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Home » Alternative Issue, ART[icle]S

Alternative Issue: Old Walls come to Life with Injection of New Culture

Submitted by on March 5, 2013 – 2:46 pmNo Comment

The Bangladeshi Girl by the artist Cosmo Sarson in London's Brick Lane.

Illegal street art has been plastered on the walls of London’s East End for many years. The formerly known working class district is slowly transforming into a street art Mecca.

You only have to take a turn into a side street along Old Street to find a piece from the movement. That’s where Alternative London Founder Gary Means has set up shop. Or stop.

His white graffiti covered Alternative London double-decker bus is parked in a lock on Rivington Street, EC2.

Alternative London provides street art tours, bike tours and workshops led by street artists, which takes place on their double-decker bus.

Means explained more about his business, he said: “Street art is just a visible aspect, something that people can appreciate. As far as the tour goes, it’s getting across serious issues, and trying to show people that [East London’s] a really amazing area.”

Some, like Means, believe street art is simply a form of expression, whilst critics see it as a nuisance that wastes taxpayers’ money. London’s councils are left to deal with having to remove the majority of work that’s not commissioned, and by law illegal.

With the likes of Banksy and SickBoy producing thought-provoking pieces, they have slowly begun to change the public’s perception of street art. With street artists’ selling canvases in galleries for thousands, and documentaries like Exit Through The Gift Shop the culture is becoming accepted, and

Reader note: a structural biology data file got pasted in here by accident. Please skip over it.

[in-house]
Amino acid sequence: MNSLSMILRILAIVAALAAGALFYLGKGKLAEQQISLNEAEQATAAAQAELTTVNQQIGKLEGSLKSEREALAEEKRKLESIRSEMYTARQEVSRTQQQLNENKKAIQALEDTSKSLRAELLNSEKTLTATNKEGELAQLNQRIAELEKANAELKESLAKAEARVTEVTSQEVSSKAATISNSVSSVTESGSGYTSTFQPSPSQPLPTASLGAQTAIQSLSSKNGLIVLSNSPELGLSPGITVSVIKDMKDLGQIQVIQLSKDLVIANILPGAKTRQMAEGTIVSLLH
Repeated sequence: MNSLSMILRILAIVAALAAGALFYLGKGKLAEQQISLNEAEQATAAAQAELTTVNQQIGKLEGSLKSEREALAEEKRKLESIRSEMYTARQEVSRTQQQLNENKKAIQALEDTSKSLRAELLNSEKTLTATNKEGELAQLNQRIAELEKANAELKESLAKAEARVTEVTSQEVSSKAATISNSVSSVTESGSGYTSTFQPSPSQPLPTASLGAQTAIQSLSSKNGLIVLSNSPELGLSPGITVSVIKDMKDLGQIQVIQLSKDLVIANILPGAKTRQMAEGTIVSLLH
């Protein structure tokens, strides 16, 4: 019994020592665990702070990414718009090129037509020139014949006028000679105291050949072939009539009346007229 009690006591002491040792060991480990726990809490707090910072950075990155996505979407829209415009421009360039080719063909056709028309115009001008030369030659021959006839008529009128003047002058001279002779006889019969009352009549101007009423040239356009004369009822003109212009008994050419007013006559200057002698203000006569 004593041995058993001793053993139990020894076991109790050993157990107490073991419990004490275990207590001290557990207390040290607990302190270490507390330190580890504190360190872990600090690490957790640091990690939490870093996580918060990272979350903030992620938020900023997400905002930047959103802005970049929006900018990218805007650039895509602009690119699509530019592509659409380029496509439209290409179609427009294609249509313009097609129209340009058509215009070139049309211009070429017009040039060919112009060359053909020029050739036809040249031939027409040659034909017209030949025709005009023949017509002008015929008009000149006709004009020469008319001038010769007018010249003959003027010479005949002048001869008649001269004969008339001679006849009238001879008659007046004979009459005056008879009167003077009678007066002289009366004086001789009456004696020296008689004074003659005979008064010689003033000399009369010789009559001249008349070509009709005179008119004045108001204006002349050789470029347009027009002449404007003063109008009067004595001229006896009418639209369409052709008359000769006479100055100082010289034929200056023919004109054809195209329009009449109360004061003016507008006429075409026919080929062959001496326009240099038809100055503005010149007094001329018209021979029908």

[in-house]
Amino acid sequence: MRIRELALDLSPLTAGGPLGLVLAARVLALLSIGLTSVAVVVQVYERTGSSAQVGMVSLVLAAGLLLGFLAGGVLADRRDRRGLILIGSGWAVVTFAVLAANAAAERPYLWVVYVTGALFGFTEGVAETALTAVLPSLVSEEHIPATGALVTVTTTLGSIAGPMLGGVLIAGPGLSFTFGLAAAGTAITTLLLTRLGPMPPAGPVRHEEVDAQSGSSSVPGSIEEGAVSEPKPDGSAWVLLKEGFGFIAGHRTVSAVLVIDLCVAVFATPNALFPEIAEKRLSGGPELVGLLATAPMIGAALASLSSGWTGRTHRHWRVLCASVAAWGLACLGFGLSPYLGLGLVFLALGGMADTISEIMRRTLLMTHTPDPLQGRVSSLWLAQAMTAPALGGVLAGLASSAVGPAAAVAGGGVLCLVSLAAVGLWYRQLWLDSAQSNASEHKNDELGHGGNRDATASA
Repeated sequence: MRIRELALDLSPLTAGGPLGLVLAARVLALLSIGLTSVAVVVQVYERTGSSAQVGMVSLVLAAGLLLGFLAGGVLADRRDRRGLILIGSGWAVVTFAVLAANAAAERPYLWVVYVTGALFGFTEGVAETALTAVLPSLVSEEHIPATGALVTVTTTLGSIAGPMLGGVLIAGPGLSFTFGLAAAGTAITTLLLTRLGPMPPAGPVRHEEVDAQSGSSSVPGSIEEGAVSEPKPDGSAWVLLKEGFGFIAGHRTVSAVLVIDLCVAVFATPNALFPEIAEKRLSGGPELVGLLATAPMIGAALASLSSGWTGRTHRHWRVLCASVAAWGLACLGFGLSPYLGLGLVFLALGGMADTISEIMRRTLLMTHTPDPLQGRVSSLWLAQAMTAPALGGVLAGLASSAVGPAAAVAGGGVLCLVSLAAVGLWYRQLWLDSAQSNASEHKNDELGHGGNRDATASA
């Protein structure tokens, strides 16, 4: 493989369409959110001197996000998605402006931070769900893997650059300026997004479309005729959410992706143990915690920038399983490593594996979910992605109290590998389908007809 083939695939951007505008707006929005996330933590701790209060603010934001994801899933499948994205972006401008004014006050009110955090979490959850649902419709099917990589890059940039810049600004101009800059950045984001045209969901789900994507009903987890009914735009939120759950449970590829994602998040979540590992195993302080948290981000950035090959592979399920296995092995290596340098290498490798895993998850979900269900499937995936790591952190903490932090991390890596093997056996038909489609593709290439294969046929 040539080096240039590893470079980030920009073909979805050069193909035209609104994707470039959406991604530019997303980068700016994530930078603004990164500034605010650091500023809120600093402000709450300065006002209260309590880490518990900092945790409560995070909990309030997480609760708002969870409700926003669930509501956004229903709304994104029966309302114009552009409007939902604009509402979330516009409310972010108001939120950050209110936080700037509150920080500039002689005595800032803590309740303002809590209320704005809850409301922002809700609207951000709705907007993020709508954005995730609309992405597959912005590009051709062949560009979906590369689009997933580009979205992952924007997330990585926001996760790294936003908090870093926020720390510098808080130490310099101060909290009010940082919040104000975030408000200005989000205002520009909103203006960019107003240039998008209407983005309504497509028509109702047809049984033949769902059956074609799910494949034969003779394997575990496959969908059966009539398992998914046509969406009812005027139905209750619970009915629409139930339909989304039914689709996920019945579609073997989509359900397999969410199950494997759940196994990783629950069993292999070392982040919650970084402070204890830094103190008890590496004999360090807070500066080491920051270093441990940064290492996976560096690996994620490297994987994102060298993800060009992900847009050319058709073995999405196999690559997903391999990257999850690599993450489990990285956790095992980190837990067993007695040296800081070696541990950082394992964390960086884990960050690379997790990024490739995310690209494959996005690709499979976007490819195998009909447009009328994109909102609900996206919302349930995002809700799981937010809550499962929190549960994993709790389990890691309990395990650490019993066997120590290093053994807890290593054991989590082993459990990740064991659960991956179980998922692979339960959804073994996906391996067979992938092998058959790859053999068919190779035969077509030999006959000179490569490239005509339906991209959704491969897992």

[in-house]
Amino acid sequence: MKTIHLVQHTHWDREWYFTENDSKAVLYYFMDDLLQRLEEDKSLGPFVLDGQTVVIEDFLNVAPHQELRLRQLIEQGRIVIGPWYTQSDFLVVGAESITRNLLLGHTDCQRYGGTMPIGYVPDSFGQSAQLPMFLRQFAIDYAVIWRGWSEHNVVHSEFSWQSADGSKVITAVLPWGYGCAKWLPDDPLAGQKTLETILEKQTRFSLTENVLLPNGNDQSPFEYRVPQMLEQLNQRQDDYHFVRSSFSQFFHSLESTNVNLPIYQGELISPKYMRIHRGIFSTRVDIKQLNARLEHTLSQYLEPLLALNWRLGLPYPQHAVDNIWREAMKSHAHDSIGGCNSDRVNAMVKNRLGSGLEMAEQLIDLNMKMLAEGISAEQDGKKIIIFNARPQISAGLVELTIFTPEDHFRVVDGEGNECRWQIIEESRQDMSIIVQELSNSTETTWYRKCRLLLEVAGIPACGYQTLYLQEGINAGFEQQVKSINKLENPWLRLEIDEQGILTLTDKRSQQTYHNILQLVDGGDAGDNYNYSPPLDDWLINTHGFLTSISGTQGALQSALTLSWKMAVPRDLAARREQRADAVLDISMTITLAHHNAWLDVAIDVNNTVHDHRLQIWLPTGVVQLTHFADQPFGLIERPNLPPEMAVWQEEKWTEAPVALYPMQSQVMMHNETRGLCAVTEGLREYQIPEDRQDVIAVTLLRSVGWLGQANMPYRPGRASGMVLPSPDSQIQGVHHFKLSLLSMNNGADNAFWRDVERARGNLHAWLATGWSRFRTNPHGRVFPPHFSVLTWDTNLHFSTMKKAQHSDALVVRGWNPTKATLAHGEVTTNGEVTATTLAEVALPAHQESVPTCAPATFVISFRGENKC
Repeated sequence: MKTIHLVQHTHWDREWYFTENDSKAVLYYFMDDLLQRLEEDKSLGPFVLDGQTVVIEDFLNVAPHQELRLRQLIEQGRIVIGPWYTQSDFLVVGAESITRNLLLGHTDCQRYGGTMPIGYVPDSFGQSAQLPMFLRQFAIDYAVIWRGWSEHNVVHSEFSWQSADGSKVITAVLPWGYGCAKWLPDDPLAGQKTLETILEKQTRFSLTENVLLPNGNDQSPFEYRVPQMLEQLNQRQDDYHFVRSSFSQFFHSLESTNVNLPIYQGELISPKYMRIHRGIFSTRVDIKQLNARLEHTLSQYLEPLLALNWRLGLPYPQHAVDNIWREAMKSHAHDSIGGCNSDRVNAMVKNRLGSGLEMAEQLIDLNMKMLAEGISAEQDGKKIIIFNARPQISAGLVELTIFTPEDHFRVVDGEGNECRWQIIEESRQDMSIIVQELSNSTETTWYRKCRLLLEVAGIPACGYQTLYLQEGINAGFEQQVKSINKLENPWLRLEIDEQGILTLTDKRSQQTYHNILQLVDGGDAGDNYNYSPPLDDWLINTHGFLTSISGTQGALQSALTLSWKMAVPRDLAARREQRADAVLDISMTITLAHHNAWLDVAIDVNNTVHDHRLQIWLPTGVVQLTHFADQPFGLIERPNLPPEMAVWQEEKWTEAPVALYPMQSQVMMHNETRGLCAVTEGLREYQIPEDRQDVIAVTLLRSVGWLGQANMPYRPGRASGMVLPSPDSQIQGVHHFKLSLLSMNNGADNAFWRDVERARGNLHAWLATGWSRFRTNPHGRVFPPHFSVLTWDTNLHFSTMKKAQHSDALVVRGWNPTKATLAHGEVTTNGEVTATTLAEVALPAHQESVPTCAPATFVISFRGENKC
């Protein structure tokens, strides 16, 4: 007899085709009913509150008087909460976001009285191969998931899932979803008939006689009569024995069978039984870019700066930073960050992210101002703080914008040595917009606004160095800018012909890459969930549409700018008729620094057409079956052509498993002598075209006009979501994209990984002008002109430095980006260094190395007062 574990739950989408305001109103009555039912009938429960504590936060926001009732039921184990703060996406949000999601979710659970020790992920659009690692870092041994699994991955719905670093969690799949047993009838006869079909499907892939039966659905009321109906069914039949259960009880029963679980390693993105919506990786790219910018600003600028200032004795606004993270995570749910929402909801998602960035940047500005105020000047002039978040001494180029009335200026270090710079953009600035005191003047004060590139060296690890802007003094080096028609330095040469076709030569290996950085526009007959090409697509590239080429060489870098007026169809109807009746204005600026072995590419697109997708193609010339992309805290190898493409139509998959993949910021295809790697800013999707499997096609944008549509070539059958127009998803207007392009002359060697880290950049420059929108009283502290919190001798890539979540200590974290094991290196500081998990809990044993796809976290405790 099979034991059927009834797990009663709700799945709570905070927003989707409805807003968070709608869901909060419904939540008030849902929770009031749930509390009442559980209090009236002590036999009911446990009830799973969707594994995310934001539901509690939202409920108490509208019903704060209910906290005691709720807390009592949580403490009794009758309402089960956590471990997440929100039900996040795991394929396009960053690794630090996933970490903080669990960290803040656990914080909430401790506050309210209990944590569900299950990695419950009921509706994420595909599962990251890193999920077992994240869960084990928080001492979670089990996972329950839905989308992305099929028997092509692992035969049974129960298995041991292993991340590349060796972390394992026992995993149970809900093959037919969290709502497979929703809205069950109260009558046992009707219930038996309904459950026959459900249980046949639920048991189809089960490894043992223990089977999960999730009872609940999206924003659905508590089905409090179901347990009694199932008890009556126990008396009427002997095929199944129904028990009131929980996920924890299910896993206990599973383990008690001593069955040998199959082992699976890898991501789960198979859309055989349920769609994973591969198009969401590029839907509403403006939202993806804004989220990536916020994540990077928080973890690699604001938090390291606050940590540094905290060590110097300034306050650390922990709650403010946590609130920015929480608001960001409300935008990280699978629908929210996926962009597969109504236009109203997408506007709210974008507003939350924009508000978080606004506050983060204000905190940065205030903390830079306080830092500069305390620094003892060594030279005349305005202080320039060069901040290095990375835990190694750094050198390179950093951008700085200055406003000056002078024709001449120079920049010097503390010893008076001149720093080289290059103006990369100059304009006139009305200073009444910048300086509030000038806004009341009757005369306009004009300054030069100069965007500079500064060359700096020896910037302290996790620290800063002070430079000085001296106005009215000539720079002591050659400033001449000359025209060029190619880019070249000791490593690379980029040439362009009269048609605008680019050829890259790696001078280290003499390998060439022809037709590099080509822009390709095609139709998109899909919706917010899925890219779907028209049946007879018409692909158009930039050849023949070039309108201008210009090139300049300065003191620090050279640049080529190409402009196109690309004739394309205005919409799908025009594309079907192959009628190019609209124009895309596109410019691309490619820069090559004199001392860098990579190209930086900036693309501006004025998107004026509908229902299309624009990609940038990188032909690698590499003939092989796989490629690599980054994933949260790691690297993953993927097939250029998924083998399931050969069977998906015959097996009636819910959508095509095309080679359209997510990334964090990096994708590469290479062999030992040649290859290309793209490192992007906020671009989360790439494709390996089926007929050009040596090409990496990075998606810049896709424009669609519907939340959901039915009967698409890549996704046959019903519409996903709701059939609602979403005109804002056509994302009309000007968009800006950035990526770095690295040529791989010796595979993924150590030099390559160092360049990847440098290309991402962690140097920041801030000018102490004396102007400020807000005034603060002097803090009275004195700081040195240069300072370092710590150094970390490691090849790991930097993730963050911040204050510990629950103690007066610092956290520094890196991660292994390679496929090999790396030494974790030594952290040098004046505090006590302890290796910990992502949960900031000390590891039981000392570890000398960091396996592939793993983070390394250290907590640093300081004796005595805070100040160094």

revolutionised. It’s no longer people spraying ugly tags, but a range of political and opinionated ideas.

Some pieces (such as Edgar Mueller’s Lava Burst and Cosmo Sarson’s Bangladeshi Girl) have been known for bringing communities together, countering claims that street art has no purpose.

Means believes that street art has an importance in society, and burgeoning East London especially.

He said: “Kids here [in the London Borough of Hackney] don’t have access to art. They don’t go to galleries, and they don’t have art in their lives. So to have this kind of art, I think it’s important they’re exposed to some kind of creative talent.

“To have these things just brighten up their day, [it] takes them out of their world for a moment.”

Means believes the East Ends’ link with culture and diversity is the main reason why street artists have adopted East London’s streets as their giant canvas.

He said: “Waves of immigration has really shaken the area. [Street art helps] people realise the importance of social diversity and creative freedom, and that’s two things East London has.”

Street art has recently seen a change in the form, as many unknown artists have stepped into the limelight. Some, like Means, believe it’s changing the art.

He said: “A couple of years ago the majority of street artists would paint purely for other people to enjoy. But now, you’ll get more artists out there painting on the wall to promote their show or to paint on a wall to sell a canvas.”

So with the commercialisation of the art, what does that mean for the future of street art? Means said: “It all depends. A lot of street artists are very protective of street art. They like it because of what it stands for, and it’d be very difficult to change that. I hope.”

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